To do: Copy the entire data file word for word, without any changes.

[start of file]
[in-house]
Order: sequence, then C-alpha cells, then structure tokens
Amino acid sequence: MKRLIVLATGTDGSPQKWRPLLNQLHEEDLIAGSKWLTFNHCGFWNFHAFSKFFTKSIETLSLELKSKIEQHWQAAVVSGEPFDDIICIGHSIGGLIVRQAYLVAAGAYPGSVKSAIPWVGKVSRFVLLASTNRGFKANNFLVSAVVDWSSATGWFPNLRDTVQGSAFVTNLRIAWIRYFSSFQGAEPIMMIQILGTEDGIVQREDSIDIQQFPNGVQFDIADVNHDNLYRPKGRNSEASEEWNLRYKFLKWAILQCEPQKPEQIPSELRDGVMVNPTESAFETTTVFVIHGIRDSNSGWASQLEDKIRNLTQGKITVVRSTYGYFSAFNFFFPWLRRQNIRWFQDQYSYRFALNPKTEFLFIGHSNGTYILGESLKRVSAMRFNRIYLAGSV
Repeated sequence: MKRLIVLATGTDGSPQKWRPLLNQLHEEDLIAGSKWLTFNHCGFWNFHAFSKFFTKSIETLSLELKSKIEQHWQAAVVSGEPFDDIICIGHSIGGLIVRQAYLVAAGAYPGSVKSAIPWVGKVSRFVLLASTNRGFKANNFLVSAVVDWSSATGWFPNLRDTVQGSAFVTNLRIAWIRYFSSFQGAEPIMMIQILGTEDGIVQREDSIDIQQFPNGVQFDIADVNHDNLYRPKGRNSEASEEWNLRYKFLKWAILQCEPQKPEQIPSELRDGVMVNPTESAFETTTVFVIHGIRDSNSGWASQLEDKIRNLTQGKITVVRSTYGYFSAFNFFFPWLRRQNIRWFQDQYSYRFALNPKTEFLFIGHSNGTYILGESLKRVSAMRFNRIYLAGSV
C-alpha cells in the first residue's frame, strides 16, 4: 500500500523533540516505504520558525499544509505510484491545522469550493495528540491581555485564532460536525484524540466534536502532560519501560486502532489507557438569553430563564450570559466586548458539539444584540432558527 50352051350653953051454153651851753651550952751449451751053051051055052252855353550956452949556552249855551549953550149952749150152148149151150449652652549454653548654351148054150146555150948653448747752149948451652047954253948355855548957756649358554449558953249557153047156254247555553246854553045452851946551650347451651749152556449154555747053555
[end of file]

[in-house]
Order: sequence, then C-alpha cells, then structure tokens
Amino acid sequence: MKRLIVLATGTDGSPQKWRPLLNQLHEEDLIAGSKWLTFNHCGFWNFHAFSKFFTKSIETLSLELKSKIEQHWQAAVVSGEPFDDIICIGHSIGGLIVRQAYLVAAGAYPGSVKSAIPWVGKVSRFVLLASTNRGFKANNFLVSAVVDWSSATGWFPNLRDTVQGSAFVTNLRIAWIRYFSSFQGAEPIMMIQILGTEDGIVQREDSIDIQQFPNGVQFDIADVNHDNLYRPKGRNSEASEEWNLRYKFLKWAILQCEPQKPEQIPSELRDGVMVNPTESAFETTTVFVIHGIRDSNSGWASQLEDKIRNLTQGKITVVRSTYGYFSAFNFFFPWLRRQNIRWFQDQYSYRFALNPKTEFLFIGHSNGTYILGESLKRVSAMRFNRIYLAGSV
Repeated sequence: MKRLIVLATGTDGSPQKWRPLLNQLHEEDLIAGSKWLTFNHCGFWNFHAFSKFFTKSIETLSLELKSKIEQHWQAAVVSGEPFDDIICIGHSIGGLIVRQAYLVAAGAYPGSVKSAIPWVGKVSRFVLLASTNRGFKANNFLVSAVVDWSSATGWFPNLRDTVQGSAFVTNLRIAWIRYFSSFQGAEPIMMIQILGTEDGIVQREDSIDIQQFPNGVQFDIADVNHDNLYRPKGRNSEASEEWNLRYKFLKWAILQCEPQKPEQIPSELRDGVMVNPTESAFETTTVFVIHGIRDSNSGWASQLEDKIRNLTQGKITVVRSTYGYFSAFNFFFPWLRRQNIRWFQDQYSYRFALNPKTEFLFIGHSNGTYILGESLKRVSAMRFNRIYLAGSV
C-alpha cells in the first residue's frame, strides 16, 4: 500500500523533540516505504520558525499544509505510484491545522469550493495528540491581555485564532460536525484524540466534536502532560519501560486502532489507557438569553430563564450570559466586548458539539444584540432558527 50352051350653953051454153651851753651550952751449451751053051051055052252855353550956452949556552249855551549953550149952749150152148149151150449652652549454653548654351148054150146555150948653448747752149948451652047954253948355855548957756649358554449558953249557153047156254247555553246854553045452851946551650347451651749152556449154555747053555